The best way to do well in exams is to make sure you are well prepared and have done your revision. But below are a few tips that will assist you in tackling your exam paper. All the best!
Answering Multiple Choice Questions (MCQs)
Answering MCQ exams is very different to essay based exams. Often the marks are evenly weighted for all the questions, however, some are bound to take you longer than others to answer.
• Read the instruction carefully.
• Read through all the questions quickly answering all the ones you definitely know first and leaving the hard ones until last.
• Try to think of the answer before you look at the choices.
What should I do if my mind goes blank mid-answer?
Reread your answer to see if this prompts you to remember and try looking back over your plan. If this doesn’t work, don’t worry – leave a gap and come back to it later. You will probably remember it when you relax. This often happens towards the end of the exam and you can return to your answer and finish it.
What if I run out of time?
Don’t panic. Look at how many questions you have left to answer and then work out how much time you’ve got left to spend on each question. You will probably gain the most marks if you attempt all the answers rather than spending time doing one ‘perfect answer’, so set yourself deadlines and be strict. If you have lots more ideas and are reluctant to move on try jotting these down in pencil so you can return to the question later if you have time. If you know you always tend to run out of time in exams then it’s a good idea to practice doing past papers in exam conditions.
The tips below may seem obvious, but reading them through now will help you to remember them when you are in the exam room.
Read the instructions
Make sure you are clear about how many questions you need to answer. If questions are divided into multiple sub-questions check whether you have to answer any one of the sub-questions or all of them. Check the back of the paper for further questions/sections.
Read all the questions carefully
Read through all the questions before deciding on the best combination. Make sure you understand what the question is asking you. Underline the key words or phrases.
Plan the time
Plan the time you can spend on each question and allow time to re-read at the end of the exam.
Check how many marks are available
Check how many marks are available for each question. If the same number of marks is available for each question, then make sure you allocate roughly the same amount of time to each. Don’t spend so much time answering your ‘favorite question’ that you write only scrappy notes for the other questions you choose.
Plan each answer before you start writing
Jot down skeleton answer-plans, on a page which you will later cross out as rough work, before writing the actual answers to be read by the examiners. This will help you to make sure your answer is clearly structured.
Answer the question
Make sure you answer the question that is on the paper and not the one you hoped would be there!
Your handwriting is important and you must take care to ensure that it is legible so that it can be understood. If you know your handwriting is difficult for others to read, train yourself to write more clearly. If an examiner finds himself going cross-eyed trying to make out the words of one script, it will be very difficult for him to assess the answers at their true value – apart from the irritation, if writing is so unclear that the words have to be puzzled out one by one then it is hard to put the separate words together in one’s mind and grasp the overall meaning.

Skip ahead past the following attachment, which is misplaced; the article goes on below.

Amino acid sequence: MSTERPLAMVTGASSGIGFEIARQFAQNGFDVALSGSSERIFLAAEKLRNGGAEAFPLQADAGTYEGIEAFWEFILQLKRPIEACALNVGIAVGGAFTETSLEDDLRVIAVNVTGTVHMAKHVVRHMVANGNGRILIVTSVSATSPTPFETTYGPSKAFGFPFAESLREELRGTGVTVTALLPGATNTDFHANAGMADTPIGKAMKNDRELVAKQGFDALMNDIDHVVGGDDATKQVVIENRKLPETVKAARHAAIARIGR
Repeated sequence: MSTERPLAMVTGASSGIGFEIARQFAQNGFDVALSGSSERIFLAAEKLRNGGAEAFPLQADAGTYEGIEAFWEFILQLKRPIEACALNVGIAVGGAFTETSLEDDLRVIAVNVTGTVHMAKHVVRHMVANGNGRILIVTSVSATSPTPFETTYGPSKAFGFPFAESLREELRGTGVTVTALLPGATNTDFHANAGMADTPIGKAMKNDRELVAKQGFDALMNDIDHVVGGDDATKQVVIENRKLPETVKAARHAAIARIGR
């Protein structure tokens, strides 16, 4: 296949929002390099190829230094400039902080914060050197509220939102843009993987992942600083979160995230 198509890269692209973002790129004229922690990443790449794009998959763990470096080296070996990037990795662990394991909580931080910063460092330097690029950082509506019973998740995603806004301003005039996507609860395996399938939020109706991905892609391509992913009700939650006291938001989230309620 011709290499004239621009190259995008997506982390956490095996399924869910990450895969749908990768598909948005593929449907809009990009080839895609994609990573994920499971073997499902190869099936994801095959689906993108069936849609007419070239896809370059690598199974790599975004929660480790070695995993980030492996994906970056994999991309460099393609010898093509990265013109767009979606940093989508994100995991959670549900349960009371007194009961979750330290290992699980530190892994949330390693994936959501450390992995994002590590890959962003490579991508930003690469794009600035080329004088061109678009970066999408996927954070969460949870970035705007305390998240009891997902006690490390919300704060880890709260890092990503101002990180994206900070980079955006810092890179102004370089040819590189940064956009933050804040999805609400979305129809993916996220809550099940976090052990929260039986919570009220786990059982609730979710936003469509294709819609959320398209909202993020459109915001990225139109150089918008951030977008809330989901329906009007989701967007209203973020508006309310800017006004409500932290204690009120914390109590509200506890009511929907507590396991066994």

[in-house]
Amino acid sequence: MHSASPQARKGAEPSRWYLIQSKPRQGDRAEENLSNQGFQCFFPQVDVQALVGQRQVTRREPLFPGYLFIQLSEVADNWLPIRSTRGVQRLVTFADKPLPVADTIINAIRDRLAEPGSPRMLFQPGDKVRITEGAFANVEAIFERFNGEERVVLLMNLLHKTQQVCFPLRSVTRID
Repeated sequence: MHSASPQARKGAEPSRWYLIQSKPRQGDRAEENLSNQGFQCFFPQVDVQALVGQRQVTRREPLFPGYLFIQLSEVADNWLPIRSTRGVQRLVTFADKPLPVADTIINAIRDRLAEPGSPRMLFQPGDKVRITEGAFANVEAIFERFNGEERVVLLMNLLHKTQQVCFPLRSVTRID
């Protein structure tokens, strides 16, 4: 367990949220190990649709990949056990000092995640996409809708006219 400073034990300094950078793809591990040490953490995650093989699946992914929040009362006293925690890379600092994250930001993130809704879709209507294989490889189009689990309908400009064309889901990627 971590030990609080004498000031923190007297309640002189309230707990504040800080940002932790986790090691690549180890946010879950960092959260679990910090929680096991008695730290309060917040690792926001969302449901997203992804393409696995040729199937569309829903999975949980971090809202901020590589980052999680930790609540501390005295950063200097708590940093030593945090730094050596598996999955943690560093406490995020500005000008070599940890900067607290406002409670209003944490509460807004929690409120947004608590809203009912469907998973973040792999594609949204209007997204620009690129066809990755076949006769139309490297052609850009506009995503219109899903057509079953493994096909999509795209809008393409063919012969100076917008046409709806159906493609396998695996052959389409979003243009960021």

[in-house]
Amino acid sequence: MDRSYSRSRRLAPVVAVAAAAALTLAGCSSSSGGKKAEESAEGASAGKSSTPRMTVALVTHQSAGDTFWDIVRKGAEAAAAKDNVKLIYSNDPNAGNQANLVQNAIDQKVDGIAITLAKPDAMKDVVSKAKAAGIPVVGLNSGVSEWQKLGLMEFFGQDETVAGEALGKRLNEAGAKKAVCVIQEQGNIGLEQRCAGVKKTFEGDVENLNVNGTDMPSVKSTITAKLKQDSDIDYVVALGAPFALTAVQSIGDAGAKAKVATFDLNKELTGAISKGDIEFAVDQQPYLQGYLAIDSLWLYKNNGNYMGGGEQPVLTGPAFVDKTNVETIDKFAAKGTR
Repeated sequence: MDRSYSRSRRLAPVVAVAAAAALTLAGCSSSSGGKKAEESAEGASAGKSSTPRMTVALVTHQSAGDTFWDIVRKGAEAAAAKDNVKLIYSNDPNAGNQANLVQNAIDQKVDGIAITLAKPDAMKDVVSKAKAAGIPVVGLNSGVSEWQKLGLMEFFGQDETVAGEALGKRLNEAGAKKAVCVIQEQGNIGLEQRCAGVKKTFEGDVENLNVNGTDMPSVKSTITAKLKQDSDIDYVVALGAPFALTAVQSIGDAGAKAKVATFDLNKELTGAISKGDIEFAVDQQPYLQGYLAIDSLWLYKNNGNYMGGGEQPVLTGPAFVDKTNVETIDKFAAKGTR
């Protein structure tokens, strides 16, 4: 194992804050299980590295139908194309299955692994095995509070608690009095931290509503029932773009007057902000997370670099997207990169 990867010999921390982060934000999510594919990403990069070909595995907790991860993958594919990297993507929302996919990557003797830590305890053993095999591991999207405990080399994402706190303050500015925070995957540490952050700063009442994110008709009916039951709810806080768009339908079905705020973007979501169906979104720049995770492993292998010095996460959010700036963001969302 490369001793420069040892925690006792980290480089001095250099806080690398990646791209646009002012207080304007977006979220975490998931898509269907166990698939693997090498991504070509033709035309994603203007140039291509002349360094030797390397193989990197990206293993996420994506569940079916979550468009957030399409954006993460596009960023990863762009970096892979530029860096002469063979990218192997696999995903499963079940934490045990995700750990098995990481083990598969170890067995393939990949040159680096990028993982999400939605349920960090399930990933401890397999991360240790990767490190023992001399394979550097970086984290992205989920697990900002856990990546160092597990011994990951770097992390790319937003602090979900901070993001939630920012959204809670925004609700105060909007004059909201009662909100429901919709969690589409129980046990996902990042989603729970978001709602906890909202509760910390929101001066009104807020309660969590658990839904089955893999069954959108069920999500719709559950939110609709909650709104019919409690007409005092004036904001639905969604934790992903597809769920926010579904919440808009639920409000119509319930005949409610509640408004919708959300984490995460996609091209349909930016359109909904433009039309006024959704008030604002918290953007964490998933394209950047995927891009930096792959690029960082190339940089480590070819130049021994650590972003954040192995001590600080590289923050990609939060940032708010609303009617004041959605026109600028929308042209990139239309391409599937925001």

Name the key thinkers/experts
When you discuss ideas/techniques associated with specific individuals, mention their name and if possible give an indication of the book or article title.
Illustrate theory with concrete examples. (This is a point which obviously depends on the topic and may be inapplicable to some topics). If there is a ‘stock example’ which the textbooks or the lectures always quote, give a different example if you can. Quoting a stock example just shows that you have remembered it. Quoting a different example (provided it is a true example of the issue it is used to illustrate) shows that you have understood that issue well enough to identify an example for yourself; it is much more impressive.
Use all the time available
You should aim to complete your answers well before the close of the exam but it is wise to use any extra time you have to check your answers and correct any mistakes.
Exam Preparation Checklist
The night before:
• Get enough sleep and eat well
• Check the time and place of the exam.
• Check that you have the equipment you need – pens, pencils, ruler, calculator, water etc.
• Make sure you have your Admit Card!
• Set your alarm clock to allow you plenty of time in the morning.
• Make your dress ready.
• Remember: last minute, late night revision will not help you!
On the day:
• Eat a good breakfast.
• Check that you have all you need for the exam before leaving home.
• Arrive at the exam room in good time; at least half an hour before the exam starts.
• Get some fresh air on the way if possible.
• Turn off your mobile phone.
• Take water to the exam room.
In the exam room:
• Check again that you have all you need. If you have forgotten something important – inform the invigilator right away.
• Make sure the seat is comfortable.
• If you have any problems, let the invigilator know right then.
• Put your watch where you can see it.
Source: University of Sussex